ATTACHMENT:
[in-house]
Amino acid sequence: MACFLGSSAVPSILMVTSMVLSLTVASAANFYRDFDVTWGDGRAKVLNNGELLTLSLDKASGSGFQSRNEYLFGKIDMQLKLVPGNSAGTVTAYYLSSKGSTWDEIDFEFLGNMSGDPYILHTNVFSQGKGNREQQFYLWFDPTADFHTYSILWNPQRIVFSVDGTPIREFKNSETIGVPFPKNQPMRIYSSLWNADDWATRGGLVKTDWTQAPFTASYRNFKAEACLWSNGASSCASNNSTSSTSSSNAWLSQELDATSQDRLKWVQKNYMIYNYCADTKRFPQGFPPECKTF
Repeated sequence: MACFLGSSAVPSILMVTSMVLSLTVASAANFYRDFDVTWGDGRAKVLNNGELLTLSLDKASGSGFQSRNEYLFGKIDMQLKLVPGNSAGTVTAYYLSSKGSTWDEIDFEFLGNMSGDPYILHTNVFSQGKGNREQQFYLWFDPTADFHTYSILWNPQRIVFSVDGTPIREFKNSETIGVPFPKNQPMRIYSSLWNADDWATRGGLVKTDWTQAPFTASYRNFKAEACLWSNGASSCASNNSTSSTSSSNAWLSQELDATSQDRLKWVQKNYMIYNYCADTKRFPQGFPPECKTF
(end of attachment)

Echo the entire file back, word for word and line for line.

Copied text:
[in-house]
Amino acid sequence: MACFLGSSAVPSILMVTSMVLSLTVASAANFYRDFDVTWGDGRAKVLNNGELLTLSLDKASGSGFQSRNEYLFGKIDMQLKLVPGNSAGTVTAYYLSSKGSTWDEIDFEFLGNMSGDPYILHTNVFSQGKGNREQQFYLWFDPTADFHTYSILWNPQRIVFSVDGTPIREFKNSETIGVPFPKNQPMRIYSSLWNADDWATRGGLVKTDWTQAPFTASYRNFKAEACLWSNGASSCASNNSTSSTSSSNAWLSQELDATSQDRLKWVQKNYMIYNYCADTKRFPQGFPPECKTF
Repeated sequence: MACFLGSSAVPSILMVTSMVLSLTVASAANFYRDFDVTWGDGRAKVLNNGELLTLSLDKASGSGFQSRNEYLFGKIDMQLKLVPGNSAGTVTAYYLSSKGSTWDEIDFEFLGNMSGDPYILHTNVFSQGKGNREQQFYLWFDPTADFHTYSILWNPQRIVFSVDGTPIREFKNSETIGVPFPKNQPMRIYSSLWNADDWATRGGLVKTDWTQAPFTASYRNFKAEACLWSNGASSCASNNSTSSTSSSNAWLSQELDATSQDRLKWVQKNYMIYNYCADTKRFPQGFPPECKTF